“SNAP is an ambitious venture — and Craig is a director to match those ambitions,” says Peter Kareiva, chief scientist at The Nature Conservancy, former interim SNAP executive director and current SNAP board member.
“He’s one of the world’s most experienced and most respected scientists in conservation, and someone with unparalleled wisdom along with technical acumen.”
“Craig has the vision and leadership skills to make sure that SNAP delivers,” adds Frank Davis, NCEAS director. “He knows all three founding organizations well, and as an NCEAS Resident Fellow and Working Group participant since 1998, he appreciates the power of collaborative working groups and open science for tackling complex environmental challenges.”
“Craig Groves will guide SNAP as we bring collective resources and capacities of our three organizations to bear on addressing some large-scale and intractable problems in conservation,” said John Robinson, WCS executive vice president of conservation and science.
“Craig is a remarkable conservation leader who has developed great respect through the years from his peers for his innovative science and collaborative spirit.”
A Global Career of Impact on Conservation
Indeed, Groves’ career has been punctuated by signature contributions to improve the practice and return on conservation efforts:
+ His 2003 book Drafting a Conservation Blueprint: a Practitioner’s Guide to Planning for Biodiversity (Island Press) has served as a model for conservation planning across the conservation community and natural resource agencies.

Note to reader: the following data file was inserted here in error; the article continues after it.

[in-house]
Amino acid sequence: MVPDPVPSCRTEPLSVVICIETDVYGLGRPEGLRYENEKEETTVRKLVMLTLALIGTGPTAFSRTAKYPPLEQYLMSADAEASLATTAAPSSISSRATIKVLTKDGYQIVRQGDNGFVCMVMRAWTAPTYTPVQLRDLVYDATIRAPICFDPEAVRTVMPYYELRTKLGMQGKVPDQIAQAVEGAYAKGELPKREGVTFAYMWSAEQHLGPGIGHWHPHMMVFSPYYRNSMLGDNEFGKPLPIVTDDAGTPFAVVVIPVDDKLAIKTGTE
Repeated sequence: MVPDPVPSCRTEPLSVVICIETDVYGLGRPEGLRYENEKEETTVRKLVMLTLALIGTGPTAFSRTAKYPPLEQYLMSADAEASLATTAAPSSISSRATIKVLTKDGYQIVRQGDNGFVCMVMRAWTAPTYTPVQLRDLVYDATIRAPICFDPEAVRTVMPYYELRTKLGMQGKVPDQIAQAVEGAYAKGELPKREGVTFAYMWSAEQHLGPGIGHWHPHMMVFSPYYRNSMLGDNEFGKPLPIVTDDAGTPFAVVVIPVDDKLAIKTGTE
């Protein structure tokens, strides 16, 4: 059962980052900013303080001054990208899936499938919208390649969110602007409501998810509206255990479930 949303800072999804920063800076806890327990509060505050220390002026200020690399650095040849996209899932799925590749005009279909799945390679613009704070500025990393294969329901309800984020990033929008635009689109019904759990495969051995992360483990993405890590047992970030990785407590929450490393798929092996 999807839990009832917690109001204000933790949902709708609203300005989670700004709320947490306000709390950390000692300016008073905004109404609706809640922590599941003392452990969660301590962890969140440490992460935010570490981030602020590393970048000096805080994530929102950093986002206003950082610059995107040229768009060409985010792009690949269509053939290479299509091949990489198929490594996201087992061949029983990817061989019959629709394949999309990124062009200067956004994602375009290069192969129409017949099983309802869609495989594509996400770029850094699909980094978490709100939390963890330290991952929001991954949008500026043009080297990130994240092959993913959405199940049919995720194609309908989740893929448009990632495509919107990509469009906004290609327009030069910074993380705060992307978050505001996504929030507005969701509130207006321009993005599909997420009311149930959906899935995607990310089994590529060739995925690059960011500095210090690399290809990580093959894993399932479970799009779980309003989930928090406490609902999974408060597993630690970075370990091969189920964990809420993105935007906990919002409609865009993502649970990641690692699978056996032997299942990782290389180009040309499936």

+ His second book, co-authored with fellow Conservancy scientist Edward Game — Conservation Planning: Informed Decisions for a Healthier Planet (Roberts & Co.) — is due out in 2015.
+ Groves has published over 40 peer review articles and book chapters on subjects ranging from climate adaptation to conservation planning, monitoring, and the ecology of at-risk species.
+ He currently serves as the Series Editor for IUCN’s (International Union for the Conservation of Nature) World Commission on Protected Areas (WCPA) Best Practice Guidelines, a set of publications intended to assist scientists, planners, managers, and practitioners in the design, establishment and management of nature conservation areas.
+ In 2015, Groves will be serving on a National Academy of Sciences team evaluating the purpose, goals, and scientific merits of the U.S. Fish and Wildlife Service Landscape Conservation Cooperatives (LCC) – applied conservation science partnerships designed to provide technical support for conservation planning and create conservation collaborations across public and private boundaries at landscape scales.
“Craig has a deep commitment to producing conservation science that helps meet the needs of nature and the world,” says Kareiva, “and he has the energy to make it happen.”
Opinions expressed on Cool Green Science and in any corresponding comments are the personal opinions of the original authors and do not necessarily reflect the views of The Nature Conservancy.